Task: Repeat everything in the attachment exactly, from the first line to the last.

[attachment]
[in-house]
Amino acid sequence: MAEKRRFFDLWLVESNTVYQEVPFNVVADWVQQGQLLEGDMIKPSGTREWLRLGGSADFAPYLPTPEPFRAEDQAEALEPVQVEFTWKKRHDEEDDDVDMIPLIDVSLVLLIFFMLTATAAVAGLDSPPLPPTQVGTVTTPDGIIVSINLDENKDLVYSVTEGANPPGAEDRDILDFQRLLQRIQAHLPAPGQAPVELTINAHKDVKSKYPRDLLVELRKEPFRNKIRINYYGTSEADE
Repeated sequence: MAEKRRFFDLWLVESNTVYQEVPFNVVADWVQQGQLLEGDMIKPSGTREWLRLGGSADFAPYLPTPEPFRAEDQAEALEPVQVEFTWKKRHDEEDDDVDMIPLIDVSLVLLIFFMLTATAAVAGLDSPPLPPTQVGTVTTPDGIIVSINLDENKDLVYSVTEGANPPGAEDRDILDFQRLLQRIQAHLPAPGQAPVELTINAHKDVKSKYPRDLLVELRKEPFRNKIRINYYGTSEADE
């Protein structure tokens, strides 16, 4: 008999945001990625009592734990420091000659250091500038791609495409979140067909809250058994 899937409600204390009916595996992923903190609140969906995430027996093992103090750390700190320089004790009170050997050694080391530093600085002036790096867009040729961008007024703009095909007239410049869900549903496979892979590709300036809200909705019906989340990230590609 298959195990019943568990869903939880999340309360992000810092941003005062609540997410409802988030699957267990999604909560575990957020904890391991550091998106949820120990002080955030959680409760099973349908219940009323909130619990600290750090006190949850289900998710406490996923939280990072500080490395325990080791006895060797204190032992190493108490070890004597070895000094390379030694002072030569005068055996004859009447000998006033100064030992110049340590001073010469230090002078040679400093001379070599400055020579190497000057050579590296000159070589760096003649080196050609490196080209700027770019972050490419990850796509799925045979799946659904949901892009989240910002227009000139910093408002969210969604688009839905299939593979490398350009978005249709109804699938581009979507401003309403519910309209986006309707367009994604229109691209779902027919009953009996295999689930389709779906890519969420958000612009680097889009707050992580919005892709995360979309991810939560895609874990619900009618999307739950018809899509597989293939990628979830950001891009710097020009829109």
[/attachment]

[in-house]
Amino acid sequence: MAEKRRFFDLWLVESNTVYQEVPFNVVADWVQQGQLLEGDMIKPSGTREWLRLGGSADFAPYLPTPEPFRAEDQAEALEPVQVEFTWKKRHDEEDDDVDMIPLIDVSLVLLIFFMLTATAAVAGLDSPPLPPTQVGTVTTPDGIIVSINLDENKDLVYSVTEGANPPGAEDRDILDFQRLLQRIQAHLPAPGQAPVELTINAHKDVKSKYPRDLLVELRKEPFRNKIRINYYGTSEADE
Repeated sequence: MAEKRRFFDLWLVESNTVYQEVPFNVVADWVQQGQLLEGDMIKPSGTREWLRLGGSADFAPYLPTPEPFRAEDQAEALEPVQVEFTWKKRHDEEDDDVDMIPLIDVSLVLLIFFMLTATAAVAGLDSPPLPPTQVGTVTTPDGIIVSINLDENKDLVYSVTEGANPPGAEDRDILDFQRLLQRIQAHLPAPGQAPVELTINAHKDVKSKYPRDLLVELRKEPFRNKIRINYYGTSEADE
């Protein structure tokens, strides 16, 4: 008999945001990625009592734990420091000659250091500038791609495409979140067909809250058994 899937409600204390009916595996992923903190609140969906995430027996093992103090750390700190320089004790009170050997050694080391530093600085002036790096867009040729961008007024703009095909007239410049869900549903496979892979590709300036809200909705019906989340990230590609 298959195990019943568990869903939880999340309360992000810092941003005062609540997410409802988030699957267990999604909560575990957020904890391991550091998106949820120990002080955030959680409760099973349908219940009323909130619990600290750090006190949850289900998710406490996923939280990072500080490395325990080791006895060797204190032992190493108490070890004597070895000094390379030694002072030569005068055996004859009447000998006033100064030992110049340590001073010469230090002078040679400093001379070599400055020579190497000057050579590296000159070589760096003649080196050609490196080209700027770019972050490419990850796509799925045979799946659904949901892009989240910002227009000139910093408002969210969604688009839905299939593979490398350009978005249709109804699938581009979507401003309403519910309209986006309707367009994604229109691209779902027919009953009996295999689930389709779906890519969420958000612009680097889009707050992580919005892709995360979309991810939560895609874990619900009618999307739950018809899509597989293939990628979830950001891009710097020009829109």